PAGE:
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Latest Stories

August 09, 2020
General Stories Schubert

The Last Shift

Danny switched on the kitchen light and peered at the clock on the wall above the cooker. It was 5.10am, the middle of Winter and two hours before the central heating came on. Butch opened one bloodshot eye, gave Danny a token wag, sighed and settled down…
August 09, 2020
Flash Fiction Andrei Sisman

Drop, Drop,Drop

Balance, in all things, the monk thought, his face calm and serene, as pea-sized drops of rain pounded the surface of his scalp like a drum. The world around him buzzed with static, yet his mind was like a lake on a summer day. He assumed the lotus position,…
August 09, 2020
Crime Stories Leroy B. Vaughn

Where'd Shirley Go?

He thought he was going to throw up as he staggered to his feet and headed towards the bathroom. Rasmussen splashed water on his face and drank water by cupping his hands and drinking from the faucet. He went back to his bedroom and looked around for Shirley,…
August 09, 2020
General Stories Stephen Faulkner

How It Was

I have often been asked how it was, how it came to be that I did what I did in the way that I did it. Often I will tell whoever has asked such a question that I have been driving for over thirty years and I have always been a very good and conscientious…
July 26, 2020
General Stories Lucy Maybelle

A Reputable Reptile Establishment

“When it feels like your world is ending, maybe it’s just beginning.” This I read in some tone-deaf article about the current state of the world; the equivalent of “keep your chin up!” for the modern depressive. And I wish I could believe it. Truly, I do. I…
July 26, 2020
Mystery Stories John Brady

Winter's Walk

White ribbons in a white landscape. The county doesn’t sand the roads except where they meet and that doesn’t happen much, so the snow gets packed down hard and stays. It won’t melt till spring. Climate change fucks up the weather lots of places but not up…
July 26, 2020
Fantasy Stories Michael Thirlaway

Waveless Ocean

The sailless ship glided smoothly across the waveless ocean. Captain Blake Osric looked over at the crew, each performing their mundane tasks, confused at how the ship was moving without wind. The vast smooth sea stretched in all directions, endless. It…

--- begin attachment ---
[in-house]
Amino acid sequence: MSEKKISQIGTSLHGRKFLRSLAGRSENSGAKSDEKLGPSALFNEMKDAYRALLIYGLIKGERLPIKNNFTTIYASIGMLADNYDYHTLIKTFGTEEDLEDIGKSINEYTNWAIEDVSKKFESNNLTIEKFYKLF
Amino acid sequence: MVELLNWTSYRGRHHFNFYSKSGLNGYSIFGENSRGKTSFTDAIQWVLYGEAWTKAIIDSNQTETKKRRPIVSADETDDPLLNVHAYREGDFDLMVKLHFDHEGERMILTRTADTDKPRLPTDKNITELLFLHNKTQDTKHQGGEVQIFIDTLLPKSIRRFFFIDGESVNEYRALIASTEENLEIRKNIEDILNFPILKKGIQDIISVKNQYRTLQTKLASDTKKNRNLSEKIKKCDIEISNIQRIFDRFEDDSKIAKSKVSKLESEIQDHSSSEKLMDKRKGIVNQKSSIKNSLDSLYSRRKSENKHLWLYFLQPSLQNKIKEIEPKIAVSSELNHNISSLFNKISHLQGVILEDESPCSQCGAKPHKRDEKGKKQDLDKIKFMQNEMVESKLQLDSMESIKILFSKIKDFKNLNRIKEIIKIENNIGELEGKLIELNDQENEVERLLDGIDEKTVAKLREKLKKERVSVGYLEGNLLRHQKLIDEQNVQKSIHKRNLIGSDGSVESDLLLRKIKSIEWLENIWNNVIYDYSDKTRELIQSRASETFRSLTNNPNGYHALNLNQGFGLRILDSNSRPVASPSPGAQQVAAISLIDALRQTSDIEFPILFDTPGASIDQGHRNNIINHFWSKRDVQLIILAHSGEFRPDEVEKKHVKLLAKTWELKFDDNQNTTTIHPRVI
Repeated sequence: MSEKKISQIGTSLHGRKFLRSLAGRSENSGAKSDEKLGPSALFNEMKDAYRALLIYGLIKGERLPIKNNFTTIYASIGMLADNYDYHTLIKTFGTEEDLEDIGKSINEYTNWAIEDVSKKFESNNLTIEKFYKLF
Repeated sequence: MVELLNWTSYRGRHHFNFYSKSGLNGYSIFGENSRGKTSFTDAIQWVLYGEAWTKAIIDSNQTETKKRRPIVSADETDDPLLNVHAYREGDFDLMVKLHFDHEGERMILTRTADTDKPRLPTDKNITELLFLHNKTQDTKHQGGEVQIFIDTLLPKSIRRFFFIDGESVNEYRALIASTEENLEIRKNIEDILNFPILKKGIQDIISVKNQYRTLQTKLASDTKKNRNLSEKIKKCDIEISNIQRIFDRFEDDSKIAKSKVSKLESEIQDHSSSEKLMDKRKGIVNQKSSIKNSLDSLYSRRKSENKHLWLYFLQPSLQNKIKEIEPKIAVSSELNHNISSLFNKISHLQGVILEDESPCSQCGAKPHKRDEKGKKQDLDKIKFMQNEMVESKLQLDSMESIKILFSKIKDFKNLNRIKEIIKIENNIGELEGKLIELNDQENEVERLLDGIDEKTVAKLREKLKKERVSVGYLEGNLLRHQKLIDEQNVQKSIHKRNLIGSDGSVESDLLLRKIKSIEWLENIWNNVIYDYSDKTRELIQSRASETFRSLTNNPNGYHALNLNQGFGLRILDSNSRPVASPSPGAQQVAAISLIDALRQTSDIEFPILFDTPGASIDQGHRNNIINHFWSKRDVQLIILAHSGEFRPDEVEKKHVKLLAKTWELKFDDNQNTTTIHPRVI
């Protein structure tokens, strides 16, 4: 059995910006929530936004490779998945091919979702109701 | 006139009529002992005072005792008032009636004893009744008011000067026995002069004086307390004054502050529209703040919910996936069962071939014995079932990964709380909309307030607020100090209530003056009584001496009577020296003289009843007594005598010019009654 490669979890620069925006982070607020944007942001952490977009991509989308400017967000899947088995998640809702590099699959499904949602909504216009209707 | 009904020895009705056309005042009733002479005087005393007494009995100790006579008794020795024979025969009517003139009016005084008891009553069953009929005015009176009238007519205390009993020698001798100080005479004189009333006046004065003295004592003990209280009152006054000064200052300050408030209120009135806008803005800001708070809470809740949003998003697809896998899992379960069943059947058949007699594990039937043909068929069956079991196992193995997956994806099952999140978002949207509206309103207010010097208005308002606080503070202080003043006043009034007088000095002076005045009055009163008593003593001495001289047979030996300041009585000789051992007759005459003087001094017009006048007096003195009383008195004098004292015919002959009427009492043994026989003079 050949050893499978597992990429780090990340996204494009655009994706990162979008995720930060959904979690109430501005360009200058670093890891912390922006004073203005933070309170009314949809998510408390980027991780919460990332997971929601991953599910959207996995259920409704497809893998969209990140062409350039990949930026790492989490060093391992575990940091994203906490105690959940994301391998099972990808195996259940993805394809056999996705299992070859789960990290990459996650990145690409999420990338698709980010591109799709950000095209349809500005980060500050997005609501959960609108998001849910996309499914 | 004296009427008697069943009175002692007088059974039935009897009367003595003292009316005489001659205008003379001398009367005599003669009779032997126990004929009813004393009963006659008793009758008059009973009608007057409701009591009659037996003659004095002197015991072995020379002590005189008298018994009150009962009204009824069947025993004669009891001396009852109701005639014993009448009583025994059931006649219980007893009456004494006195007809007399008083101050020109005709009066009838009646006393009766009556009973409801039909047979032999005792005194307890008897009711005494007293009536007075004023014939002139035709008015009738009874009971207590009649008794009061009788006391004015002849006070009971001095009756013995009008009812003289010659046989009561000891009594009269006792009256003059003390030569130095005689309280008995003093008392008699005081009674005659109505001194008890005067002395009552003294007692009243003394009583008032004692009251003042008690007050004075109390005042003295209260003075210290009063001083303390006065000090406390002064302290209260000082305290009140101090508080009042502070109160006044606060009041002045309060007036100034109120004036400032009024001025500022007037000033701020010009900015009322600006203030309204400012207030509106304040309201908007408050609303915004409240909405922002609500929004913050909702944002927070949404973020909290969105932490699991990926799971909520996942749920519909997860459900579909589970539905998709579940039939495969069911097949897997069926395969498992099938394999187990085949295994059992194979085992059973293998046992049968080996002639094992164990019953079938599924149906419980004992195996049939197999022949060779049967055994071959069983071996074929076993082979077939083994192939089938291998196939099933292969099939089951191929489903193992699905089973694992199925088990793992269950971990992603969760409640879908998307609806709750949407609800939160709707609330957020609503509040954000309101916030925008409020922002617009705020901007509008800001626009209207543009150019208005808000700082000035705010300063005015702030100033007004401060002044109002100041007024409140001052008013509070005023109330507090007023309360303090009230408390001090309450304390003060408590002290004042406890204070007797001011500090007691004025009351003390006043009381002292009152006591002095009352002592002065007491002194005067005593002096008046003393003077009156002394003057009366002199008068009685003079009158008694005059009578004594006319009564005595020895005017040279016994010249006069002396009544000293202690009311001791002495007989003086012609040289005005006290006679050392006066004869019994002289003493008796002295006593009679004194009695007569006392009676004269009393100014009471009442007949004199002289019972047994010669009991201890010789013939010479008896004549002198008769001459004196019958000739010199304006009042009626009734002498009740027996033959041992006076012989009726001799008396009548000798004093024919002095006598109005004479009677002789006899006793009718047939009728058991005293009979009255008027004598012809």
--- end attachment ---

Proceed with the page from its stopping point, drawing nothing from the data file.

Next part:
July 25, 2020
Flash Fiction C Alexis

For Hire

I was sitting, sipping my coffee, swiping my iPhone, when my eyes focused on the cork bulletin board immediately to my right. At the top, in black upper case letters were the words, “For Hire.” One particular card drew me to its interesting font, which looked…
July 25, 2020
Fantasy Stories Charles West

A New Prometheus

“Sit here, Mary, there is someone I want you to meet,” Jane said. “Who?” “You will see. It is someone famous. You will be very impressed.” Mary deferred to her step sister and sat down. There was another vacant chair with a small round table between them.…
July 25, 2020
Romance Stories Patric Quinn

Life on West 4th Street

"Hey, good evening, Frank. How’s the Farrell column going." "Going pretty good today, Pipes. Just finished. I know it’s late, but I just felt like coming out for awhile. Say hello if you were working." "Coming down here, 4th Street?" Pipes’ smile showed he…
July 25, 2020
Flash Fiction Walt Giersbach

The Lawyer Saw Green Until He met Red

Our Tullahoma Tigers weren’t all that hot as a football team. Or even lukewarm, but it was the last thing holding our dying town together now that the mill is closing. However, the real reason all the townspeople close up their shops and houses and come out…
July 19, 2020
Fantasy Stories Katya Kastro

The Year The Virus Came [Editor's Choice]

Lily was annoyed and upset. Her mom switched her virtual reality helmet into school mode and while Lily’s friends were chilling on some Australian or Brazilian beach, she was locked in her room. Lily’s mom won’t unblock the helmet until the homework is done.…